Thank you for the free book!

Since I started working through the Personal MBA reading list, I’ve been posting summaries and links to the books on Amazon. If you’re reading this blog, you’re savvy enough to know that those Amazon links are “associate” links, meaning that they generate referral money (well, Amazon gift certificates) for me if you click-through and buy a book.

I’m happy to say that a few people have bought some of these books, and I’ve made enough referral money now to pick up a free book! I decide to buy “Innovation and Entrepreneurship” by Peter Drucker. Innovation, and the application of innovation as a competitive strategy, is a topic I’m particularly interested in. In addition, I really enjoyed Drucker’s “The Effective Executive“, so I’m looking forward to reading more of his work.

So thank you! Reading this next book will be even nicer knowing that my friends (and some strangers) were willing to share their “click-throughs” with me!

WP update b0rked my full-post feeds

I just noticed today that my WordPress installation has switched itself over to partial/summary feeds instead of full-post feeds. I’m not a fan of partial feeds, but it seems that WP isn’t agreeing with me. Even after the 2.1.3 update, and installing the Full Text Feed plugin, it still doesn’t seem to be working. If you have any ideas, I’m all ears; otherwise, I’ll poke around a bit more and see if I can track down the cause.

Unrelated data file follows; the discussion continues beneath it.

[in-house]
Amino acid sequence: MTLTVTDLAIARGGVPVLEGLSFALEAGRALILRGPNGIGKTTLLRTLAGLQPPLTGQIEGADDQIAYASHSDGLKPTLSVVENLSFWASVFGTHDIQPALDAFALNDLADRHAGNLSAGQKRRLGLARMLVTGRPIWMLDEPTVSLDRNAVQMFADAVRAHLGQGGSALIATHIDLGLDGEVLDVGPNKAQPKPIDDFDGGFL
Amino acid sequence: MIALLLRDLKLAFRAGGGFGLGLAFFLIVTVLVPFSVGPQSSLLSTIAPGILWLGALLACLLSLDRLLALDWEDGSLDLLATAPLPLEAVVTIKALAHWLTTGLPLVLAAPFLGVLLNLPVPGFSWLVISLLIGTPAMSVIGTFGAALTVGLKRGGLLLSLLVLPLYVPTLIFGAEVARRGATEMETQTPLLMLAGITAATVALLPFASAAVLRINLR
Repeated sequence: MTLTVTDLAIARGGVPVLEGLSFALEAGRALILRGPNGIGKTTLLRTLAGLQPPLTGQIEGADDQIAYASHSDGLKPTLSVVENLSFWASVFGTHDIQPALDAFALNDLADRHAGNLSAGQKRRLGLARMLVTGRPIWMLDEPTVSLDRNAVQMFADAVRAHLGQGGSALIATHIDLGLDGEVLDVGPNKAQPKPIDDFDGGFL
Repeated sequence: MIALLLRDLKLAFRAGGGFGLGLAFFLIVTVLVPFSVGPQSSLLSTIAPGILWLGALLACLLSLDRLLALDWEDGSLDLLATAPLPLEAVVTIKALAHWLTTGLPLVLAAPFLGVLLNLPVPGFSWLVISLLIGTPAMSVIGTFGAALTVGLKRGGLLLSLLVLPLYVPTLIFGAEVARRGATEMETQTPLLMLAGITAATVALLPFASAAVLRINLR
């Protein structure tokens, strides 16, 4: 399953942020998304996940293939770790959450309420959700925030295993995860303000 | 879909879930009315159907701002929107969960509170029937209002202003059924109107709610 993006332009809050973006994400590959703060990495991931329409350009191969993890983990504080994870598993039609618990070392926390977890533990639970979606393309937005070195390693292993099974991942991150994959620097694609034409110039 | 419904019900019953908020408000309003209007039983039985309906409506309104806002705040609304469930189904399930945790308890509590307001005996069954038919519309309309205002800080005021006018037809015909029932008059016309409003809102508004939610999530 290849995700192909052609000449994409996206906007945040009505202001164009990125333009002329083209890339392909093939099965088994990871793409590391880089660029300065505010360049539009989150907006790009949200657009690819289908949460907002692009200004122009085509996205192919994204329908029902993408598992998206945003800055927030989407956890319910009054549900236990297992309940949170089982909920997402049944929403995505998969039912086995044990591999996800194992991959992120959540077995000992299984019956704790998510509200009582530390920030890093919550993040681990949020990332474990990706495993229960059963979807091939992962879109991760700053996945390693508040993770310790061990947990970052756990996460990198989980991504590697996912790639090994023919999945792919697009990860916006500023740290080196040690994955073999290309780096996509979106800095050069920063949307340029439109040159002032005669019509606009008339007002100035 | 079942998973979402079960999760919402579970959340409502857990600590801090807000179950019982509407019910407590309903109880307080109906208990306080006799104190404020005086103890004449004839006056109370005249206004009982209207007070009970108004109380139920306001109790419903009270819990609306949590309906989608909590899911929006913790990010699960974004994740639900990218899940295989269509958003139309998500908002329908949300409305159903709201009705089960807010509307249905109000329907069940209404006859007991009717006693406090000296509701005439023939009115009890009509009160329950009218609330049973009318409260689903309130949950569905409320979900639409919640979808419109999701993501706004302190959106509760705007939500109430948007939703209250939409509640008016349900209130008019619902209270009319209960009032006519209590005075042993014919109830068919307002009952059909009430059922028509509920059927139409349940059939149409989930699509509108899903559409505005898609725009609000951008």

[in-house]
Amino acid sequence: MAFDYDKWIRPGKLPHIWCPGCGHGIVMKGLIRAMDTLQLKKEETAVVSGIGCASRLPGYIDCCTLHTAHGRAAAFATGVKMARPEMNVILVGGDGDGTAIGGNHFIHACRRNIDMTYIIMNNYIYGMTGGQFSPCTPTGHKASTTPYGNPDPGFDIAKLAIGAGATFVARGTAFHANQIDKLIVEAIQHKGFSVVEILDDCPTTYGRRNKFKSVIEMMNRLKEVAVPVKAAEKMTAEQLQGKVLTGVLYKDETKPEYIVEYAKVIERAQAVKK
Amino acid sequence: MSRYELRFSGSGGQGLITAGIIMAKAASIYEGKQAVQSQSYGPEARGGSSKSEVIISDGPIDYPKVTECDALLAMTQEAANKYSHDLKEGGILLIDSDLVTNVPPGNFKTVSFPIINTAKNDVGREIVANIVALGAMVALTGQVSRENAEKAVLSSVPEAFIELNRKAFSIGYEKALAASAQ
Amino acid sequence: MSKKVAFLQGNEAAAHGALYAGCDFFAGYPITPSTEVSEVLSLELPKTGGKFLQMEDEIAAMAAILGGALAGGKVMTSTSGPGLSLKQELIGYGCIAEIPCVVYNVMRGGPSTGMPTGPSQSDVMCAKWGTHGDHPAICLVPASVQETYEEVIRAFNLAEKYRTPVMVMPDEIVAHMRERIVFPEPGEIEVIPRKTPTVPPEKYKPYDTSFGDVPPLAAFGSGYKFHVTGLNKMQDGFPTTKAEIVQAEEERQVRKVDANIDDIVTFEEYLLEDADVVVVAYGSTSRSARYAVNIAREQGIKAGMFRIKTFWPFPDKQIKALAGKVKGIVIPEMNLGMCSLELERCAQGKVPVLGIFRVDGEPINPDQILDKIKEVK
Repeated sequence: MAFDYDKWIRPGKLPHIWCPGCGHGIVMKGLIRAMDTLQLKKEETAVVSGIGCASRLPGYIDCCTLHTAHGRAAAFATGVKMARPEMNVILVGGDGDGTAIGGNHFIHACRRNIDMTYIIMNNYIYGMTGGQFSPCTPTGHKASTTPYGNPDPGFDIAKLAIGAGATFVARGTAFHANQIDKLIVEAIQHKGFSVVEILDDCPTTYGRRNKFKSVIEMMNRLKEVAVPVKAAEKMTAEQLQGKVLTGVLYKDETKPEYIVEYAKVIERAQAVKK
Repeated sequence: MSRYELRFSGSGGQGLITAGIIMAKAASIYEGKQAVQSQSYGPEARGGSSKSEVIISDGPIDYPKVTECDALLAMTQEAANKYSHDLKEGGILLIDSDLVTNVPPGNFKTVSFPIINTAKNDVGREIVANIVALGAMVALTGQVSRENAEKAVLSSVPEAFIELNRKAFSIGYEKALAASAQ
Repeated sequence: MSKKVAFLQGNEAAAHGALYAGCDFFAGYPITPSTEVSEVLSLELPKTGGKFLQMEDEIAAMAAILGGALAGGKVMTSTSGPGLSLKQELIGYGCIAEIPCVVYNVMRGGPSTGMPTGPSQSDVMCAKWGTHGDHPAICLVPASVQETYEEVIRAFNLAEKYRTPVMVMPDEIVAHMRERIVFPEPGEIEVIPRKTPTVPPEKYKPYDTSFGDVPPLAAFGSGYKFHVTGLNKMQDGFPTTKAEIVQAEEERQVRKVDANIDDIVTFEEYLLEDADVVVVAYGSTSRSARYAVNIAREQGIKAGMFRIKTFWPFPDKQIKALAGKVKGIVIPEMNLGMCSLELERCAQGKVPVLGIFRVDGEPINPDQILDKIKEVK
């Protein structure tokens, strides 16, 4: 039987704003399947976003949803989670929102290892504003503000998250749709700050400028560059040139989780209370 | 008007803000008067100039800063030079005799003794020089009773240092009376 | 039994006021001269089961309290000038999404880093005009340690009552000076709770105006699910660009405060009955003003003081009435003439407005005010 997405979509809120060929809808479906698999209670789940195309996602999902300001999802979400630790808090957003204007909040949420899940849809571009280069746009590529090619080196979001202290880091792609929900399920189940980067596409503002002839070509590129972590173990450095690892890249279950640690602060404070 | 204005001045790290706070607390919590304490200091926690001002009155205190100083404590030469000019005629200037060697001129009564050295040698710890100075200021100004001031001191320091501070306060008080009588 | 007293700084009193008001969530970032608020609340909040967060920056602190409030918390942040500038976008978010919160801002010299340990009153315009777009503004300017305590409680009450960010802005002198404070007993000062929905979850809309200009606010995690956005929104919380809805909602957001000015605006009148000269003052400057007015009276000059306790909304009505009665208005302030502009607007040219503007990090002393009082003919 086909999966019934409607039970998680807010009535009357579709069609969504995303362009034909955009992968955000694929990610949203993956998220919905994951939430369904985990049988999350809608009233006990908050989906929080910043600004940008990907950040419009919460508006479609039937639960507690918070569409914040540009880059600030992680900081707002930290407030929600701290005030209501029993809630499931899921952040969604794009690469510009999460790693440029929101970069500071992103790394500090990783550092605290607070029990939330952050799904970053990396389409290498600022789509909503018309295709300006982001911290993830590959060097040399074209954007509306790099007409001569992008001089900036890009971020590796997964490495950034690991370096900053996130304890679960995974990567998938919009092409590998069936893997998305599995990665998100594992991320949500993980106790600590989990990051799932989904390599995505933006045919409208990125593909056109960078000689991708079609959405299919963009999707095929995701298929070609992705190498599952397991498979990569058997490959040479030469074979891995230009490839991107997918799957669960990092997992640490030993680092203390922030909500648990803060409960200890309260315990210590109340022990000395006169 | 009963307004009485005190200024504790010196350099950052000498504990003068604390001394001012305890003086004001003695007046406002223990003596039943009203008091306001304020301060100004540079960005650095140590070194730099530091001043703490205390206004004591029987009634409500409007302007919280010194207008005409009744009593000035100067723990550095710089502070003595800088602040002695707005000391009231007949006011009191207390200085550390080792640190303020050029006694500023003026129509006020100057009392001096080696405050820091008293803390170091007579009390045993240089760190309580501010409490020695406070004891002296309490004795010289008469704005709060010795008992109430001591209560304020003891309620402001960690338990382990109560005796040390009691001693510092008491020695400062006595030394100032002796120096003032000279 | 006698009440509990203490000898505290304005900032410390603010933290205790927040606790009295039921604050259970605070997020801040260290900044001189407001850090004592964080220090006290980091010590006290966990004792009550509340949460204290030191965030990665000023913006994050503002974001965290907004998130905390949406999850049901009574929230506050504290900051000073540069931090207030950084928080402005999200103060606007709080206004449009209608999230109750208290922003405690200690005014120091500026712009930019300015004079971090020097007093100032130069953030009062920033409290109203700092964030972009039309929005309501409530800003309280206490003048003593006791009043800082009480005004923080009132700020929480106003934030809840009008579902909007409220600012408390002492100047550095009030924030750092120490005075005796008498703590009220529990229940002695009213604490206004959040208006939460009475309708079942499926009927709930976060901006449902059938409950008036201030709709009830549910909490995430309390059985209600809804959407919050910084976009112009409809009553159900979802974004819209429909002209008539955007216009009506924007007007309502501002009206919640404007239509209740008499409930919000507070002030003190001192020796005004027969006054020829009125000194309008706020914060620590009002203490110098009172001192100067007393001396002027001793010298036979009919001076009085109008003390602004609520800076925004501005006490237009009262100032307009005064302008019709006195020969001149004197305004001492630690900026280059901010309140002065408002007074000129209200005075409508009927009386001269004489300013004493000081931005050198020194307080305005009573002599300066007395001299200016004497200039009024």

Moving my blog from WordPress to Django; Part 2: Migrating the data

In Part 1 of this series, I described some of the motivation, and the components being used to build a new blog for myself. In this (lengthy) post, I’ll address the solution I used to move my content archives from WordPress to the new app.

Installing new blog software is generally easy, but if you have legacy content that you need to preserve, the ability to move content between systems becomes of utmost importance. Fortunately, it’s quite common for popular software to provide import/export features; Having good tools to migrate content reduces switching costs, making it easy to try new software without fear of content lock-in. Unfortunately, with a home-grow blog platform, these tools need to be written from scratch.

For my soon-to-be-launched Django-based blog, importing content from my WordPress installation was an early priority — there’s only so much testing you can do with lorem ipsum posts. In tackling this content migration, I considered the following four options: